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U.S. Army Apologizes to African American Soldiers Wrongly Convicted In 1944 Fort Lawton Riot

In a ceremony held on Saturday, the U.S. Army apologized to 28 African American soldiers who were convicted and dishonorably discharged in a court martial for the Fort Lawton Riots of 1944. Ronald James, Assistant Secretary of the Army, said:

The Army is genuinely sorry, I’m genuinely sorry, that your family members, your husbands and fathers and grandfathers, lost years of their freedom and, I expect, a measure of themselves as a result of these unfair convictions.”

The apology was prompted by Seattle journalist Jack Hamann’s book, On American Soil, which sheds light on the riot sparked by a clash between black soldiers and Italian prisoners at Fort Lawton in Seattle which left POW Guglielmo Olivotto dead.

The book revealed that defense attorneys were only given 10 days to prepare their case and prosecutors withheld evidence that suggested a white soldier may have committed Olivotto’s murder.

The ceremony took place on the Fort Lawton parade ground in Seattle, and was attended by family members who accepted honorable discharge plaques on behalf of the veteran soldiers.

One of the last two living soldiers, Sam Snow, traveled from his home in Florida to Seattle but was hospitalized before he had the chance to attend the ceremony. He died on Sunday after receiving the official pardon.

PHOTO: John Lok/The Seattle Times

Categories: Race Matters.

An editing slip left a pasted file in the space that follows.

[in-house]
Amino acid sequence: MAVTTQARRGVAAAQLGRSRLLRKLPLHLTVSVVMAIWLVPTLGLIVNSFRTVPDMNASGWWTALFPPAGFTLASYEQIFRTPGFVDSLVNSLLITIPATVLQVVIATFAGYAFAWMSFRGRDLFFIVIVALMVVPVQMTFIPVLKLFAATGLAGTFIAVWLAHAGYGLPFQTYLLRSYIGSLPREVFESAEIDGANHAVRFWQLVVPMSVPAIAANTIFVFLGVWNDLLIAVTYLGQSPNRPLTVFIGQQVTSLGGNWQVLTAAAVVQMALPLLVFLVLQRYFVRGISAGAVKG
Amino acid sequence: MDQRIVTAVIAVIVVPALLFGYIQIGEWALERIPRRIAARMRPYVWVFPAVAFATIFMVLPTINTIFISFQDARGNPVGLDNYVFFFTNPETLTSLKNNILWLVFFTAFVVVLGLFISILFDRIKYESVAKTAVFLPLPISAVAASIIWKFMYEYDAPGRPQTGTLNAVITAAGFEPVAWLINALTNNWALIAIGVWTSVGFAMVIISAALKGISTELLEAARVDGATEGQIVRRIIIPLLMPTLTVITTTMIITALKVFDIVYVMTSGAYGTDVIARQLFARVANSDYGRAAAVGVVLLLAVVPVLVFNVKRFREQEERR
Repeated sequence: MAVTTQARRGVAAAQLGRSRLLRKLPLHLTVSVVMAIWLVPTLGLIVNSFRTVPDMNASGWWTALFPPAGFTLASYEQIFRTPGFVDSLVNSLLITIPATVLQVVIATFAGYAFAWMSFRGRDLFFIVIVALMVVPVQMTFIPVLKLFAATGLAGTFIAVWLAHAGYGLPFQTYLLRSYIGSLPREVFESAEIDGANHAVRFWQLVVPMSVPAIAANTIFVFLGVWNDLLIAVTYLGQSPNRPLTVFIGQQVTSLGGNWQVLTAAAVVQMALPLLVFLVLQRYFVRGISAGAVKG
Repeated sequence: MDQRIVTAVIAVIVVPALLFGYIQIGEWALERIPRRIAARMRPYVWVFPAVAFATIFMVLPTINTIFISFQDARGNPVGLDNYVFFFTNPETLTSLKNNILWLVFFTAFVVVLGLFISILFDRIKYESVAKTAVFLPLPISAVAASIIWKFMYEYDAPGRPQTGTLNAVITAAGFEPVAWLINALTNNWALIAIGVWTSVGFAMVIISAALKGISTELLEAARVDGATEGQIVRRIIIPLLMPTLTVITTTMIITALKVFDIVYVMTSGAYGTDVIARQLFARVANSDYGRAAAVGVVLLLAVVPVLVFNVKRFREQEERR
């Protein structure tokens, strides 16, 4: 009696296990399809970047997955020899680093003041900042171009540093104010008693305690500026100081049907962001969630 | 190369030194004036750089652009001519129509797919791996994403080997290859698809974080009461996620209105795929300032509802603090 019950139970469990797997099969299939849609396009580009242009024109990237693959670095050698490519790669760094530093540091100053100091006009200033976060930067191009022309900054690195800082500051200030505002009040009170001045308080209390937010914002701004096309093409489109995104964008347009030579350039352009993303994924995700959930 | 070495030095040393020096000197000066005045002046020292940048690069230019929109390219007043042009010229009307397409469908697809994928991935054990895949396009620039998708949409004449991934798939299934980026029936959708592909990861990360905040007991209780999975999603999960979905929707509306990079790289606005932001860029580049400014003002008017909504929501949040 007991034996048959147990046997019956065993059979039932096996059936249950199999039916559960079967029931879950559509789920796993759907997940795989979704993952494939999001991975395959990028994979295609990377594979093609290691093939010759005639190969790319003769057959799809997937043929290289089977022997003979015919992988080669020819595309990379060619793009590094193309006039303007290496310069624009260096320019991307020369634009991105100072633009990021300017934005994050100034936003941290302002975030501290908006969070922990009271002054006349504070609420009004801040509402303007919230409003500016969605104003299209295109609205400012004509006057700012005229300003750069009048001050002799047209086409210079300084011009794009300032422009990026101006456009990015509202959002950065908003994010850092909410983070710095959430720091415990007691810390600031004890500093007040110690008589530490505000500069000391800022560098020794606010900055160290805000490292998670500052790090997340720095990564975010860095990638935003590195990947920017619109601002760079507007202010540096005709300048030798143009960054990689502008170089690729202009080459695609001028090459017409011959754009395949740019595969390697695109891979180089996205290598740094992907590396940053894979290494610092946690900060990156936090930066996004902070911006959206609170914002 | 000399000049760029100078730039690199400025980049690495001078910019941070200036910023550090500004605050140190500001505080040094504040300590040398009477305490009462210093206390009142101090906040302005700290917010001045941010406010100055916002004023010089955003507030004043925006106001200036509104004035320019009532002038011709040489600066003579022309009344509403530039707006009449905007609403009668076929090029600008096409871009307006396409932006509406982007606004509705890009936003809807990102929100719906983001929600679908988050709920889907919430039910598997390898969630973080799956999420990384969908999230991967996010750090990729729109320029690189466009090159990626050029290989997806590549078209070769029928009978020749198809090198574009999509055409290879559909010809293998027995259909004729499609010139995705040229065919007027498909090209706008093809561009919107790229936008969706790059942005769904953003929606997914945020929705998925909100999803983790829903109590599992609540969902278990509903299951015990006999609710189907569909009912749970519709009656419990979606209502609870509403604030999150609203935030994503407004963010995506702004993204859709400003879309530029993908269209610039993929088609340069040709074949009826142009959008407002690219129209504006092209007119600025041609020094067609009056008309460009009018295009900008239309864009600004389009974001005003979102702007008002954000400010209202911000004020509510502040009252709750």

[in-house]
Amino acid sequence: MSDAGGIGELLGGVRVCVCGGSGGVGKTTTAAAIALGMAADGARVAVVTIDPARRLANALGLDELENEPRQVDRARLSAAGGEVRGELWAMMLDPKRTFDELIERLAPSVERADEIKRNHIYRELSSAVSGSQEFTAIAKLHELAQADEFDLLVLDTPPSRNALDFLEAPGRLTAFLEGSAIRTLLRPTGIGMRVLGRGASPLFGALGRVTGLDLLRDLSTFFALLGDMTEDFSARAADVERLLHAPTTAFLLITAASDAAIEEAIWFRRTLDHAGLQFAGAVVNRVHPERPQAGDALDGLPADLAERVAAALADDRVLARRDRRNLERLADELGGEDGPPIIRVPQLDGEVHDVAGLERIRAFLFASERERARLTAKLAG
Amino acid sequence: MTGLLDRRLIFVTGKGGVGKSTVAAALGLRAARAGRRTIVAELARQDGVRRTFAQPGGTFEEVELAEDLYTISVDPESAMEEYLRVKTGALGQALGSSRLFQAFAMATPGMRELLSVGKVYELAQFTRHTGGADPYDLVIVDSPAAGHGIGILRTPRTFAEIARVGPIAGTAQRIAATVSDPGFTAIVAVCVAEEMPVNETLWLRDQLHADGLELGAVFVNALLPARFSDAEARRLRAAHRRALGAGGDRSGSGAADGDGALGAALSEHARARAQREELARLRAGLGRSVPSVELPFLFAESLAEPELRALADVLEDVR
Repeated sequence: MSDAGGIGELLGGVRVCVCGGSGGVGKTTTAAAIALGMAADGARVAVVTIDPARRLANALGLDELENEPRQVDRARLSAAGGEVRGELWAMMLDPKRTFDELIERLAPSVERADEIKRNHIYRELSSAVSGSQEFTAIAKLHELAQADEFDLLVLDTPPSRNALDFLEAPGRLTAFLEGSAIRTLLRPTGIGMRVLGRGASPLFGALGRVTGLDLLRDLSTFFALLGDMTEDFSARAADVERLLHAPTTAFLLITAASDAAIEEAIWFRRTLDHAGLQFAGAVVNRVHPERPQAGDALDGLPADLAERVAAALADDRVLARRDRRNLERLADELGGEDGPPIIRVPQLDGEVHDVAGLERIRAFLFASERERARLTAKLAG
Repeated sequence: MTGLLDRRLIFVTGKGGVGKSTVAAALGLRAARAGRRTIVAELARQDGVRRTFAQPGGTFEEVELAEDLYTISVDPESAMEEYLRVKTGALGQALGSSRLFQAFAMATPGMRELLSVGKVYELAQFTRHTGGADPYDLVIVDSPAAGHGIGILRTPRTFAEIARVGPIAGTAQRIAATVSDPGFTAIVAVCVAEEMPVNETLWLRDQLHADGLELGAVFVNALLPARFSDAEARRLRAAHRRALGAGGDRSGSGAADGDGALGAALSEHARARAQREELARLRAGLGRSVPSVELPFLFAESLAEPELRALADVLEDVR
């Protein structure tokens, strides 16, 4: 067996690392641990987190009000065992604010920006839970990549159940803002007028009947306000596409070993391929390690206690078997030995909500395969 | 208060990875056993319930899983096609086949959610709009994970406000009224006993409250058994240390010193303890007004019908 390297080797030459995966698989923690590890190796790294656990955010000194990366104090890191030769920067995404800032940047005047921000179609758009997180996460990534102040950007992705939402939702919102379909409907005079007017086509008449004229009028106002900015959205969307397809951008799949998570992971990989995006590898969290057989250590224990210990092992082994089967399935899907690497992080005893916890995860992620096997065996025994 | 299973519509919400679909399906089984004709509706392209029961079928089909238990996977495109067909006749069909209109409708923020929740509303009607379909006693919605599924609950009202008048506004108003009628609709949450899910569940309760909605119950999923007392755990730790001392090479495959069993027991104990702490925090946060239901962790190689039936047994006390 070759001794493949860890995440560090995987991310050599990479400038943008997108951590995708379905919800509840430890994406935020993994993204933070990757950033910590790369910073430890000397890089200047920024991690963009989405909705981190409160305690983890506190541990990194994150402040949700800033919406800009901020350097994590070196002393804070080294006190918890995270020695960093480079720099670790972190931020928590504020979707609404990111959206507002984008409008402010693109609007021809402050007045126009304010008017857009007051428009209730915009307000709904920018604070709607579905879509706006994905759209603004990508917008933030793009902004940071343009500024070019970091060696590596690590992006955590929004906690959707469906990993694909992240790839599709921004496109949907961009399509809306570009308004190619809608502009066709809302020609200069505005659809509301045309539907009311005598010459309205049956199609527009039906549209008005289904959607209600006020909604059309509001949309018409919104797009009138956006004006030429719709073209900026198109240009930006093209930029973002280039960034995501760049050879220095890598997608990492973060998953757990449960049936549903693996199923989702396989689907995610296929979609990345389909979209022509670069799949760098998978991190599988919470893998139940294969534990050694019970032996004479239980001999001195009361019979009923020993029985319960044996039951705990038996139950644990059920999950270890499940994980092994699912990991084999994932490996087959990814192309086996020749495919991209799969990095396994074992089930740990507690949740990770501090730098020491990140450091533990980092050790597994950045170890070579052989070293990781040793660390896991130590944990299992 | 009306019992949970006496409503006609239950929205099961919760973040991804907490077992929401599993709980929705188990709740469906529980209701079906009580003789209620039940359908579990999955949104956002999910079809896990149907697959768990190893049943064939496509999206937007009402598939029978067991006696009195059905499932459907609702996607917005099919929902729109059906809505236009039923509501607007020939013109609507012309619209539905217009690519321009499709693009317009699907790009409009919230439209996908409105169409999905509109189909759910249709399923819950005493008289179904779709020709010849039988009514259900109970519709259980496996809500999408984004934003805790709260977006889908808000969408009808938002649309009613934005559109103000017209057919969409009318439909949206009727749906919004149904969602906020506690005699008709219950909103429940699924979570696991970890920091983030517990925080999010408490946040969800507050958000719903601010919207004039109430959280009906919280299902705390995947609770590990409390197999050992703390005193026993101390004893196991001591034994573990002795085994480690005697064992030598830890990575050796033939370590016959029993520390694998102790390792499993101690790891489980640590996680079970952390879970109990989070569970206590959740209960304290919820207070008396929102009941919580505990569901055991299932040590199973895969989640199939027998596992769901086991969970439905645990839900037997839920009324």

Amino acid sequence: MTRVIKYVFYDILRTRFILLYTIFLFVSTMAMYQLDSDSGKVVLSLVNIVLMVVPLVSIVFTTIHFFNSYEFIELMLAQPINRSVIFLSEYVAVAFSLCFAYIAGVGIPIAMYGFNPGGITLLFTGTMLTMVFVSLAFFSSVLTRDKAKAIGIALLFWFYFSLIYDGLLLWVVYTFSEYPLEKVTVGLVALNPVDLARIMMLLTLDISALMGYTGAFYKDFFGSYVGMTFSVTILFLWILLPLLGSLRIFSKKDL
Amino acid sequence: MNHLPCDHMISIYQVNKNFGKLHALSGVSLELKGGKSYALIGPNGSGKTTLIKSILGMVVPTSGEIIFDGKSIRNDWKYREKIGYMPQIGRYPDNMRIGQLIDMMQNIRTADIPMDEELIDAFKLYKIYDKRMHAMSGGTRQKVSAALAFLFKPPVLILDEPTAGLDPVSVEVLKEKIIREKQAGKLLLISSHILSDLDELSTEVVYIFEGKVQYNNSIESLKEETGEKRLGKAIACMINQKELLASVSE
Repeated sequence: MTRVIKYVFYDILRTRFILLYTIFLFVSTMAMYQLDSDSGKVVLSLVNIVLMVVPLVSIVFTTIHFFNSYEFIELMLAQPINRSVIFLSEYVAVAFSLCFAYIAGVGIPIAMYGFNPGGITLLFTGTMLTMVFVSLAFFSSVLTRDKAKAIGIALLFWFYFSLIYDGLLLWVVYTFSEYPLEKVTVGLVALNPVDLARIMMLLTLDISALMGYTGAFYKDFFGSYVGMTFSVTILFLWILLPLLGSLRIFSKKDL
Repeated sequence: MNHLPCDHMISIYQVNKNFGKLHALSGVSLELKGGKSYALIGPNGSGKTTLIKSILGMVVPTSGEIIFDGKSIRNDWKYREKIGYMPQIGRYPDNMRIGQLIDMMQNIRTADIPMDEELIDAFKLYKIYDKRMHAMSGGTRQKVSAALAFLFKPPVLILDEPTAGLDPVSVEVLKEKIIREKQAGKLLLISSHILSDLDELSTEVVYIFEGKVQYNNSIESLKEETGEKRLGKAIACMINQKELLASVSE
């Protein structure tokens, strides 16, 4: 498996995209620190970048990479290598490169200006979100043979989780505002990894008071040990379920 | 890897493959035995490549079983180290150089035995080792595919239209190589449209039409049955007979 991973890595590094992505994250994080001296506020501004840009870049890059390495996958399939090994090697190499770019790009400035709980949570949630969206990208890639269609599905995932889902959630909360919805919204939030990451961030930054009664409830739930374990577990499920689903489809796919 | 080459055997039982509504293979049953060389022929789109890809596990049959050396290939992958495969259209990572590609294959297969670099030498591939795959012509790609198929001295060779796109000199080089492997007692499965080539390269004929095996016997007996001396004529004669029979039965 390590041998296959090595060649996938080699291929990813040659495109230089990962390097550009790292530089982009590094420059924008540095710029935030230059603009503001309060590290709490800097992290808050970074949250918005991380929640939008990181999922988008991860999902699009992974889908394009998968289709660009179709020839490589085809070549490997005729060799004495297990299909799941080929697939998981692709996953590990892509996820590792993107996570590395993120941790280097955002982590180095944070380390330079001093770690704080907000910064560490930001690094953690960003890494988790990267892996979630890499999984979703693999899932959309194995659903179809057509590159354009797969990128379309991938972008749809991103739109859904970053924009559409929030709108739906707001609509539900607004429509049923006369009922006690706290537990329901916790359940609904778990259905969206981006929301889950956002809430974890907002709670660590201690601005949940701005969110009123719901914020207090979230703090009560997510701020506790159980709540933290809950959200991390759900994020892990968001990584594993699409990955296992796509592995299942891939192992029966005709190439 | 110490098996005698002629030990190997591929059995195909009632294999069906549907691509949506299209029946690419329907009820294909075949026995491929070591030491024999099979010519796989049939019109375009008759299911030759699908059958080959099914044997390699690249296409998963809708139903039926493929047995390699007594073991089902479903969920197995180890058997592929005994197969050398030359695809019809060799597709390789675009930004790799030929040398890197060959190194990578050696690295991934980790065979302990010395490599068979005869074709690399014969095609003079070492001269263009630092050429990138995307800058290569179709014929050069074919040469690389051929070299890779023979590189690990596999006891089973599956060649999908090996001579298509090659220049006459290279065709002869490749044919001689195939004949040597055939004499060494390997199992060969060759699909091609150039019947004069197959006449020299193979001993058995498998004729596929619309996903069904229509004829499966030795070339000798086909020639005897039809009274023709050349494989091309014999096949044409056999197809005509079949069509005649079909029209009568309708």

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U.S. Army Apologizes to African American Soldiers Wrongly Convicted In 1944 Fort Lawton Riot

Categories: Race Matters.

In a ceremony held on Saturday, the U.S. Army apologized to 28 African American soldiers who were convicted and dishonorably discharged in a court martial for the Fort Lawton Riots of 1944. Ronald James, Assistant Secretary of the Army, said:

The Army is genuinely sorry, I’m genuinely sorry, that your family members, your husbands and fathers and grandfathers, lost years of their freedom and, I expect, a measure of themselves as a result of these unfair convictions.”

The apology was prompted by Seattle journalist Jack Hamann’s book, On American Soil, which sheds light on the riot sparked by a clash between black soldiers and Italian prisoners at Fort Lawton in Seattle which left POW Guglielmo Olivotto dead.

The book revealed that defense attorneys were only given 10 days to prepare their case and prosecutors withheld evidence that suggested a white soldier may have committed Olivotto’s murder.

The ceremony took place on the Fort Lawton parade ground in Seattle, and was attended by family members who accepted honorable discharge plaques on behalf of the veteran soldiers.

One of the last two living soldiers, Sam Snow, traveled from his home in Florida to Seattle but was hospitalized before he had the chance to attend the ceremony. He died on Sunday after receiving the official pardon.

PHOTO: John Lok/The Seattle Times

Categories: Race Matters.

Leave a Reply

Your email address will not be published. Required fields are marked *

You may use these HTML tags and attributes: <a href="" title=""> <abbr title=""> <acronym title=""> <b> <blockquote cite=""> <cite> <code> <del datetime=""> <em> <i> <q cite=""> <s> <strike> <strong>

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